PLC Vulnerabilities: Sorting it All Out

Wednesday, June 15, 2011 @ 10:06 PM gHale

Editor’s Note: Eric Byres, chief technology officer at Byres Security, is keeping an eye on vulnerabilities on the Siemens S7 PLC product. The following is an excerpt from the third installment of his blog.
By Eric Byres
When it comes to looking at the Siemens S7 PLC vulnerabilities, one question still remains: Just what does this mean for the ICS/SCADA professional trying to protect his or her control system in a critical industrial facility.

Part of the discussion about the Siemens S7 PLC vulnerabilities discovered by Dillon Beresford at NSS Labs in May was about contradictory information circulated in an attempt to scrape out a few facts and guesses on what PLC products are actually affected and what the nature of the vulnerabilities are. Then we learned what the industry can take away from this situation.

While Siemens moved quickly to fix these vulnerabilities, the update notices and security advisories released June 10 are confusing. The Siemens S7-1200 V2.03 Firmware Update Notice simply states:

“S7-1200 CPU firmware update V2.0.3 improves the security and robustness of the S7-1200 product family.”
Head to the Siemens S7-1200 security notice on the web and a slightly better message appears:

“The latest firmware update for the S7-1200 will offer corrective action for enhancing protection against replay attacks as well as increased stability when facing the above-mentioned denial-of-service scenario. The firmware update will be available in June.”

All this seems pretty positive until we read the Security Advisory dated June 13. It acknowledges that there are two vulnerabilities in the S7-1200 product, namely the Replay attack and the Denial of Service attack we suspected earlier. But then the advisory goes on to say:

“The improvements for this system behavior will be addressed with the next firmware update”

and

“A password protected S7-1200 will, in the future (with the firmware update), no longer respond to recorded frames transmitted to the controller at a later time”

Does this mean the patches released on Friday do not address the problem? Or are the Siemens security and development teams not talking to each other?

Stay tuned as we try to sort this out.

In the mean time, we know S7-1200 PLCs are at risk of easy-to-execute DoS and replay attacks now. The DoS attacks are against the embedded web server on the PLC, and Siemens suggests that shutting that service down removes the vulnerability. The replay attack and the DoS attack might be solved by Friday’s patch (or it might not be).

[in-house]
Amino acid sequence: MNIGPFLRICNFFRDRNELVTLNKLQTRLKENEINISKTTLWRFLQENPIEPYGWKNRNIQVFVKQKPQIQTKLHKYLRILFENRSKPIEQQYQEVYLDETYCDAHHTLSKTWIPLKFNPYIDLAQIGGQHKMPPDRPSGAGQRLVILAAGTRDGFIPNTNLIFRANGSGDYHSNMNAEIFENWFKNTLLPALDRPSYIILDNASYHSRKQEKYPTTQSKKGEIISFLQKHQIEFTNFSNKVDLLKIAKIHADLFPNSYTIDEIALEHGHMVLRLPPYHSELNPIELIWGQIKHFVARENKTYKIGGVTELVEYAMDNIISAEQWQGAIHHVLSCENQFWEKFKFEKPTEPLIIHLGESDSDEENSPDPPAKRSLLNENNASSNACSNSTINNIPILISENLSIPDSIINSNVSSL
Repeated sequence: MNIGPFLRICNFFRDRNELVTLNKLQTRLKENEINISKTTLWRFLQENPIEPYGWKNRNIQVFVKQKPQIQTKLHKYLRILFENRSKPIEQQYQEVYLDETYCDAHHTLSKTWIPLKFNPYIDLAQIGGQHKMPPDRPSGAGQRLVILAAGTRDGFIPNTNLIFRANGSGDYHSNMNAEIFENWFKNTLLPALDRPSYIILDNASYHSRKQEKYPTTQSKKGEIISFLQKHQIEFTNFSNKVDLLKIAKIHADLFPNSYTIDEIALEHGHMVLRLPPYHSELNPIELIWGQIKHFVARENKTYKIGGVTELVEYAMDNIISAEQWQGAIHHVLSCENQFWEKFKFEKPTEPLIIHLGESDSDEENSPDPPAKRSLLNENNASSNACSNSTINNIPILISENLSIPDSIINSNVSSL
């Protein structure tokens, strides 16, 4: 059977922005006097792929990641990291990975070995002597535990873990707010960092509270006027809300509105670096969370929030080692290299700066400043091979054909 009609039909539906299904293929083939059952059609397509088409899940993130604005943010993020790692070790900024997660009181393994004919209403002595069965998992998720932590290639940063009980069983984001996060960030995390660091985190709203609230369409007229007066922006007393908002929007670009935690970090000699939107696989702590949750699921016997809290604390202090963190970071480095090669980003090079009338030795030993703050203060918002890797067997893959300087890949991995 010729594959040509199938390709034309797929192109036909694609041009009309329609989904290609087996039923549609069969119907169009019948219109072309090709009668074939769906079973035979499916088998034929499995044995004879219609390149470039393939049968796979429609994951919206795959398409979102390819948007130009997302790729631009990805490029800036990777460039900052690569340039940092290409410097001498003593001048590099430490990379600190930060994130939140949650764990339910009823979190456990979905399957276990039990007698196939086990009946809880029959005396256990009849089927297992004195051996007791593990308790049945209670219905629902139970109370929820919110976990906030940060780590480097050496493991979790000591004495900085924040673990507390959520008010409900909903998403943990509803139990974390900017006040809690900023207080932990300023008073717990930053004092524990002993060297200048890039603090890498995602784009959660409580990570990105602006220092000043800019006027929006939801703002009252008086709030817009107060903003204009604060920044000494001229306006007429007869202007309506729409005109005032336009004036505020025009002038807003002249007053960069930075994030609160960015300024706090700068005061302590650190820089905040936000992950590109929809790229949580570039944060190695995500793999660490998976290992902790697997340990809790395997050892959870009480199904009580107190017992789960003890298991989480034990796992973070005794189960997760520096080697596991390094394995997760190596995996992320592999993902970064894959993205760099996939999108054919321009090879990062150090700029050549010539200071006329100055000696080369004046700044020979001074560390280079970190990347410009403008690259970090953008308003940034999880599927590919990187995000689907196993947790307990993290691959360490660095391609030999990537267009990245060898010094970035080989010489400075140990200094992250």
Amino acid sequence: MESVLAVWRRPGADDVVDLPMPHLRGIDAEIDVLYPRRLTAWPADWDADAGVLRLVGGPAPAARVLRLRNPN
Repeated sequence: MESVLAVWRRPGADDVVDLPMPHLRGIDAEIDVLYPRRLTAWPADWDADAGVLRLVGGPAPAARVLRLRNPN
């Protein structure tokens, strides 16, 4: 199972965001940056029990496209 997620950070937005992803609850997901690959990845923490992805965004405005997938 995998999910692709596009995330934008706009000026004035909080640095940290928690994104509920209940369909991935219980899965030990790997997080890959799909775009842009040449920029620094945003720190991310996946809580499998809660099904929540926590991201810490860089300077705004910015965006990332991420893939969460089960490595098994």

The good news is that these micro PLCs are often implemented in standalone applications consisting of just the PLC and a simple local operator (touch) panel display. In these cases, it might just be safe to say they are ‘air-gapped’, and network-based attacks are not possible.

Now if this is not the case – the PLCs are on a more complex network – then defense in depth security is needed. First get that patch loaded ASAP. Hopefully it fixes both problems. But even if it does, remember the protocols are still clear text.

In this case you need to have your S7-1200 PLCs behind a firewall that restricts traffic to the core HMI servers (i.e. the computers that must communicate to the PLCs), and blocks dangerous protocols like HTTP (i.e. web traffic), or you are taking a risk.

Rate limiting traffic to the PLCs is also a good idea. Previous research by CERN suggests some Siemens PLCs may also be susceptible to traditional packet storm attacks. I don’t know if this applies to the S7-1200, but I would play it safe.

Note that I am NOT talking about a firewall between the business and corporate networks. In many companies, that leaves too many computers free to send whatever messages they want to the PLCs. Get one of those computers infected by USB key, CD or VPN and your PLCs could be sitting ducks.

Instead, firewalls separating ALL the PCs from the PLCs are recommended to sanitize the traffic coming to the PLCs. The ideal choice would be a deep packet inspection system that would detect malformed Siemens traffic, but that technology is not on the market yet. I hope that it shows up soon.

What about S7-300 and S7-400 PLCs? Siemens is very vague on this front. Probably these controllers are no more exposed than they have been for the past decade. Not that that is good – the HMI protocols are sent in clear text and the password authentication schemes may be flawed, especially against replay attacks.

These are serious exposures, but they are not new exposures. In fact, the issues of clear text protocols and weak authentication are endemic to the entire ICS/SCADA industry.

The bad news is that unauthenticated, clear text ICS and SCADA protocols is not an issue that can be fixed by patches. These protocols have been around since PLCs and RTUs were invented and will take years, if not decades, to replace. Nor will trying to hide the control system behind an air gap help. Only better management of ALL the traffic on the primary control network will provide security in the next decade.



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